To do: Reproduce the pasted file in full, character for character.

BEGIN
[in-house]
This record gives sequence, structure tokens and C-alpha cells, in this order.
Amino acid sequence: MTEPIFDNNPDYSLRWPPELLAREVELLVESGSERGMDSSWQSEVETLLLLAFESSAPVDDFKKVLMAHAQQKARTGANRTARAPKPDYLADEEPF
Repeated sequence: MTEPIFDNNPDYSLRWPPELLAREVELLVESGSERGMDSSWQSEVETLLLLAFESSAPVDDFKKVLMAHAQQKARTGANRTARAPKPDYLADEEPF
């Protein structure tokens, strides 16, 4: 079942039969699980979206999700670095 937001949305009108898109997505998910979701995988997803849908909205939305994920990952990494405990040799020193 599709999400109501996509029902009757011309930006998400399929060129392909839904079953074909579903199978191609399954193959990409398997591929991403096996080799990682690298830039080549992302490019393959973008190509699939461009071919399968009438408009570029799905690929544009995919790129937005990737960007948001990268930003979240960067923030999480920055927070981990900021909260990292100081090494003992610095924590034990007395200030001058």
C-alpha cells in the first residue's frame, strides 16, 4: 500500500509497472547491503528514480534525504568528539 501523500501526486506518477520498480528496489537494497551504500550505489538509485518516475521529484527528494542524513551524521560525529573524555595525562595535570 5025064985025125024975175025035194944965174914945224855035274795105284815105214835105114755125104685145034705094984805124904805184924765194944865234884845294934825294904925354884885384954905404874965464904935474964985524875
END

[in-house]
This record gives sequence, structure tokens and C-alpha cells, in this order.
Amino acid sequence: MTEPIFDNNPDYSLRWPPELLAREVELLVESGSERGMDSSWQSEVETLLLLAFESSAPVDDFKKVLMAHAQQKARTGANRTARAPKPDYLADEEPF
Repeated sequence: MTEPIFDNNPDYSLRWPPELLAREVELLVESGSERGMDSSWQSEVETLLLLAFESSAPVDDFKKVLMAHAQQKARTGANRTARAPKPDYLADEEPF
């Protein structure tokens, strides 16, 4: 079942039969699980979206999700670095 937001949305009108898109997505998910979701995988997803849908909205939305994920990952990494405990040799020193 599709999400109501996509029902009757011309930006998400399929060129392909839904079953074909579903199978191609399954193959990409398997591929991403096996080799990682690298830039080549992302490019393959973008190509699939461009071919399968009438408009570029799905690929544009995919790129937005990737960007948001990268930003979240960067923030999480920055927070981990900021909260990292100081090494003992610095924590034990007395200030001058």
C-alpha cells in the first residue's frame, strides 16, 4: 500500500509497472547491503528514480534525504568528539 501523500501526486506518477520498480528496489537494497551504500550505489538509485518516475521529484527528494542524513551524521560525529573524555595525562595535570 5025064985025125024975175025035194944965174914945224855035274795105284815105214835105114755125104685145034705094984805124904805184924765194944865234884845294934825294904925354884885384954905404874965464904935474964985524875